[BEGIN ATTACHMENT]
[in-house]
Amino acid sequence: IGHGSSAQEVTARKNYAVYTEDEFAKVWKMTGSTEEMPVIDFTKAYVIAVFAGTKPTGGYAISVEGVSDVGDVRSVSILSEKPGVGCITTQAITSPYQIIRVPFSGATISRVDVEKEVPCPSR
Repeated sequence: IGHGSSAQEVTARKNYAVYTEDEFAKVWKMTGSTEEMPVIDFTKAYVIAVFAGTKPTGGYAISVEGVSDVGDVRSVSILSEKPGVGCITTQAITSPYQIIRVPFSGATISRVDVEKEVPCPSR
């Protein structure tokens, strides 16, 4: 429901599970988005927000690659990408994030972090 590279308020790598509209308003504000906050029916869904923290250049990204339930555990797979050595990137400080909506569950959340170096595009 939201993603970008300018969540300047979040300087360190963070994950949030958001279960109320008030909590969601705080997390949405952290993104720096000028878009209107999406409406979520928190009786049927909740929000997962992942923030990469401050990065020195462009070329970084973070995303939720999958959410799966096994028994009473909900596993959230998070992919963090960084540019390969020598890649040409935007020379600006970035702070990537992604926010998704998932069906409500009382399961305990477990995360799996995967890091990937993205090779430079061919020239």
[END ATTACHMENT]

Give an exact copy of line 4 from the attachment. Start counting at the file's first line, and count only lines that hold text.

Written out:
């Protein structure tokens, strides 16, 4: 429901599970988005927000690659990408994030972090 590279308020790598509209308003504000906050029916869904923290250049990204339930555990797979050595990137400080909506569950959340170096595009 939201993603970008300018969540300047979040300087360190963070994950949030958001279960109320008030909590969601705080997390949405952290993104720096000028878009209107999406409406979520928190009786049927909740929000997962992942923030990469401050990065020195462009070329970084973070995303939720999958959410799966096994028994009473909900596993959230998070992919963090960084540019390969020598890649040409935007020379600006970035702070990537992604926010998704998932069906409500009382399961305990477990995360799996995967890091990937993205090779430079061919020239």